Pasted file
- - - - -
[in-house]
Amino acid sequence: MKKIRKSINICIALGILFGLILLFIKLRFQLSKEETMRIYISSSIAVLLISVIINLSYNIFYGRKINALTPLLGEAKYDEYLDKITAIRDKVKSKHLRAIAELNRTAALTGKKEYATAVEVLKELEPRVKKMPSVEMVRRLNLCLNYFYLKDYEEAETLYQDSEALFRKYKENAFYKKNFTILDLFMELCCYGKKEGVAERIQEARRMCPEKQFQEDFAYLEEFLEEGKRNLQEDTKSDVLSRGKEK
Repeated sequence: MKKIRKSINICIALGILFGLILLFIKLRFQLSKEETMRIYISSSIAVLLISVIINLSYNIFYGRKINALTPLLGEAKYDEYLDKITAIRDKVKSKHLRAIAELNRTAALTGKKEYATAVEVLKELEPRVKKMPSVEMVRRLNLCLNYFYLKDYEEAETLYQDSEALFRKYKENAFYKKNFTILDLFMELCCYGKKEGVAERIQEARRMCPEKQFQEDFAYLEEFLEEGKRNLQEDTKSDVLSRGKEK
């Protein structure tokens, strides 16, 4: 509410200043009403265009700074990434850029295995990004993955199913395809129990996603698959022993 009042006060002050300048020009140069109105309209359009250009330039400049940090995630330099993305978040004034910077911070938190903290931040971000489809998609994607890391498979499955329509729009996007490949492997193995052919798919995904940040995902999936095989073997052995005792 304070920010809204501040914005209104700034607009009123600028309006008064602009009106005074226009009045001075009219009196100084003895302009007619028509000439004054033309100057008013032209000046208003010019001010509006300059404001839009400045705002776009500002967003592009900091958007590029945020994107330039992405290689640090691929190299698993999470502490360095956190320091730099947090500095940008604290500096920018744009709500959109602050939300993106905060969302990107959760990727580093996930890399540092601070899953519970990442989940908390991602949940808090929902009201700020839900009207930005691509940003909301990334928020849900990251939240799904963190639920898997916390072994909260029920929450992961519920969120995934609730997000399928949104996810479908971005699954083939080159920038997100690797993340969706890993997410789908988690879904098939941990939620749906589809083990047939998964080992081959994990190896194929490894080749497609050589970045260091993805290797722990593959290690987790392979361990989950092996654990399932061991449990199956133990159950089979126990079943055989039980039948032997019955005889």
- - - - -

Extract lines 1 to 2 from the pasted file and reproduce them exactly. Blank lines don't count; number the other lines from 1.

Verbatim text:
[in-house]
Amino acid sequence: MKKIRKSINICIALGILFGLILLFIKLRFQLSKEETMRIYISSSIAVLLISVIINLSYNIFYGRKINALTPLLGEAKYDEYLDKITAIRDKVKSKHLRAIAELNRTAALTGKKEYATAVEVLKELEPRVKKMPSVEMVRRLNLCLNYFYLKDYEEAETLYQDSEALFRKYKENAFYKKNFTILDLFMELCCYGKKEGVAERIQEARRMCPEKQFQEDFAYLEEFLEEGKRNLQEDTKSDVLSRGKEK